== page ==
Profitable Investment in Funding Projects: Paper to introduce decision support system for experimental development funding

New energy technologies will play a crucial role for shaping a sustainable energy system in the future. But as of now, many research and development (R&D) proposals fail to make the transition to the market once research funding has ended. Extending public funding to cover such experimental developments could be one way to improve this transition. However, identifying promising R&D proposals for this purpose is a difficult task for three main reasons: Close-to-market implementations regularly require substantial resources while public budgets are limited; the allocation of public funds needs to be fair, open, and documented while researcher and developers are interested in protecting the intellectual property rights; and finally, the evaluation is complex and subject to public sector regulations for securing public engagement in R&D funding in the future. This calls for a rigorous evaluation process.

The recently published paper “A Decision Support System for Public Funding of Experimental Development in Energy Research“ is trying to support this evaluation process. Dr. Simon Hirzel and Dr. Tim Hettesheimer of the Fraunhofer Institute for Systems and Innovation Research ISI as well as Prof. Dr. Manfred Fischedick and Dr. Peter Viebahn of the division Future Energy and Mobility Structures of the Wuppertal Institute hereby propose an operational three-staged decision support system. This system aims to assist decision-makers in public funding institutions in the ex-ante evaluation of R&D proposals for large-scale close-to-market projects in energy research. It was developed based on a review of literature and related approaches from practice combined with a series of workshops with practitioners from German public funding institutions. The results confirm that the decision-making process is a complex one that is not limited to simply scoring R&D proposals. Decision-makers also have to deal with various additional issues such as determining the state of technological development, verifying market failures or considering existing funding portfolios. The decision support system that is suggested by the German scientists is unique in the sense that it goes beyond mere multi-criteria aggregation procedures and addresses these issues as well to help guide decision-makers in public institutions through the evaluation process.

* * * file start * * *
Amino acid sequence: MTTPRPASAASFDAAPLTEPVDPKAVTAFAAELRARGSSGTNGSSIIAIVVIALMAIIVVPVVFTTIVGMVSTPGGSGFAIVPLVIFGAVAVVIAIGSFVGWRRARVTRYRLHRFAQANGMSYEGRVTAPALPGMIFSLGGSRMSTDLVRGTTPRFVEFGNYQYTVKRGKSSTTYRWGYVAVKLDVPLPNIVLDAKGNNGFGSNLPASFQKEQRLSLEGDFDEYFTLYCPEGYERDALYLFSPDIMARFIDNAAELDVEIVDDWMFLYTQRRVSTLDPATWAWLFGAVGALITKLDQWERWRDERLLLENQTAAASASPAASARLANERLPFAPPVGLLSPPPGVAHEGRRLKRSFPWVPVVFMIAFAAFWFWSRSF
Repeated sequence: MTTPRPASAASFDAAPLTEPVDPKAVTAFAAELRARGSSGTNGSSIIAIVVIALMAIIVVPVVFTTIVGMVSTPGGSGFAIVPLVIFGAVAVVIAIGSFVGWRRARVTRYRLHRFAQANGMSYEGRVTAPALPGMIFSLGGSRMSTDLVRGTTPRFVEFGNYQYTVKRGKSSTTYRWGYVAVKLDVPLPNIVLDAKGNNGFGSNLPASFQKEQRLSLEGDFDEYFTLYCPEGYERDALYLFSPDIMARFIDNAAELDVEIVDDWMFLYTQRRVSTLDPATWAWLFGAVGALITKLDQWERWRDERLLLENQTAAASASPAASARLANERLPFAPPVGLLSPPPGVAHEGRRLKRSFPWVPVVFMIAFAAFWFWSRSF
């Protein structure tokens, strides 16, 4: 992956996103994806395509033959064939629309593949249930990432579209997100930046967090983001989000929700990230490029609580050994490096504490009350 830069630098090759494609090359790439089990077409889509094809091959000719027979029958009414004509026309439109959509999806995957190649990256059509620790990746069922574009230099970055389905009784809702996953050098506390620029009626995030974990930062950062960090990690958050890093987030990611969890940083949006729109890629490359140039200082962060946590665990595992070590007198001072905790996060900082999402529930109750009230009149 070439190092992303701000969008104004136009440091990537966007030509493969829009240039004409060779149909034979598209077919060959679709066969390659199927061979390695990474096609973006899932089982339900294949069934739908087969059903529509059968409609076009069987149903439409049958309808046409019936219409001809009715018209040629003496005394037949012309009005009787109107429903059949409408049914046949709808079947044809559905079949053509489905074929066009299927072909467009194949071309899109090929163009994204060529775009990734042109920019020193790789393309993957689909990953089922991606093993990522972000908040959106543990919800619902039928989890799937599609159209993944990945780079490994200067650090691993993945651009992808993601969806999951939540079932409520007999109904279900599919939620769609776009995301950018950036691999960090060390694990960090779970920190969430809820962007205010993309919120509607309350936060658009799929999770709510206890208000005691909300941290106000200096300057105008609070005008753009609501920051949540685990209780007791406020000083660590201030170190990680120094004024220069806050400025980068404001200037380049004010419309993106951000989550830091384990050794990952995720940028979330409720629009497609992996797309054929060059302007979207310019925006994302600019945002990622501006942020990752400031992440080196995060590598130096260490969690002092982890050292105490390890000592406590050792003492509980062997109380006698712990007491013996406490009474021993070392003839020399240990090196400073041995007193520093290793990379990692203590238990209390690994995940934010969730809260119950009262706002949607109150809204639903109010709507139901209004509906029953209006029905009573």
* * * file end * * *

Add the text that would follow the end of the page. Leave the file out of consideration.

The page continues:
The full paper can be downloaded free of charge under the following link: